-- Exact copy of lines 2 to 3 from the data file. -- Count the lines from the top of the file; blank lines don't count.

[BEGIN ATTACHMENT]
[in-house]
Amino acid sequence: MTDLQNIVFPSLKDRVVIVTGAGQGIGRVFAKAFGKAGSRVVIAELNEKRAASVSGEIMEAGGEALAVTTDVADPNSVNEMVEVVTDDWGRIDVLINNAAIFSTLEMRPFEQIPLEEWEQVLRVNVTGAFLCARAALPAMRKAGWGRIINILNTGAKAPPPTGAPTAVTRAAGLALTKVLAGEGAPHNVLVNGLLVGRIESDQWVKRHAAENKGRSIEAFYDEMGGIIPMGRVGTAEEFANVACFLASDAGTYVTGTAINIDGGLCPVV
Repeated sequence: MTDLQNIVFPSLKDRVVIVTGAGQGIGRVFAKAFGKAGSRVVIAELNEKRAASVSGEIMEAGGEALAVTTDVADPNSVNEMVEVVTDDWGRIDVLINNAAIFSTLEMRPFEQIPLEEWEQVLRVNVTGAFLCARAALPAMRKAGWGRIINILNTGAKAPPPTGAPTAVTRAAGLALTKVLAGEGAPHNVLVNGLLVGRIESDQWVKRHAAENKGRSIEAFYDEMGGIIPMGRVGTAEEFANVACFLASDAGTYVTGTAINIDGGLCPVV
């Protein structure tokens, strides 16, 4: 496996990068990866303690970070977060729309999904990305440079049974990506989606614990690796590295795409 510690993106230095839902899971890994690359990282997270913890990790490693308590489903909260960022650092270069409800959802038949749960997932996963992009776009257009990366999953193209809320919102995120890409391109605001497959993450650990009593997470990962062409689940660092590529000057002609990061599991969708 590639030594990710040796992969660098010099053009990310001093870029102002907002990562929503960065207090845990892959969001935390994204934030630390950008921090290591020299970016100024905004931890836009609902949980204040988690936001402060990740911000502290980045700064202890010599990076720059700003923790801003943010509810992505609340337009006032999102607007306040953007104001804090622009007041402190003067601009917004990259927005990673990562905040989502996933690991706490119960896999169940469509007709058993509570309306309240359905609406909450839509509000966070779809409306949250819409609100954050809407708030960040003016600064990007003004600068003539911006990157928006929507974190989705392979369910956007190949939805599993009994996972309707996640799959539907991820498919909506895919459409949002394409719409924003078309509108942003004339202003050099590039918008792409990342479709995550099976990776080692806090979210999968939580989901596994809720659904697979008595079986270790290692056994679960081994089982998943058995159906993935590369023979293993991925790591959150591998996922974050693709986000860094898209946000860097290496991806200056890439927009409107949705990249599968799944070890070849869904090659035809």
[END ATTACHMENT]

Amino acid sequence: MTDLQNIVFPSLKDRVVIVTGAGQGIGRVFAKAFGKAGSRVVIAELNEKRAASVSGEIMEAGGEALAVTTDVADPNSVNEMVEVVTDDWGRIDVLINNAAIFSTLEMRPFEQIPLEEWEQVLRVNVTGAFLCARAALPAMRKAGWGRIINILNTGAKAPPPTGAPTAVTRAAGLALTKVLAGEGAPHNVLVNGLLVGRIESDQWVKRHAAENKGRSIEAFYDEMGGIIPMGRVGTAEEFANVACFLASDAGTYVTGTAINIDGGLCPVV
Repeated sequence: MTDLQNIVFPSLKDRVVIVTGAGQGIGRVFAKAFGKAGSRVVIAELNEKRAASVSGEIMEAGGEALAVTTDVADPNSVNEMVEVVTDDWGRIDVLINNAAIFSTLEMRPFEQIPLEEWEQVLRVNVTGAFLCARAALPAMRKAGWGRIINILNTGAKAPPPTGAPTAVTRAAGLALTKVLAGEGAPHNVLVNGLLVGRIESDQWVKRHAAENKGRSIEAFYDEMGGIIPMGRVGTAEEFANVACFLASDAGTYVTGTAINIDGGLCPVV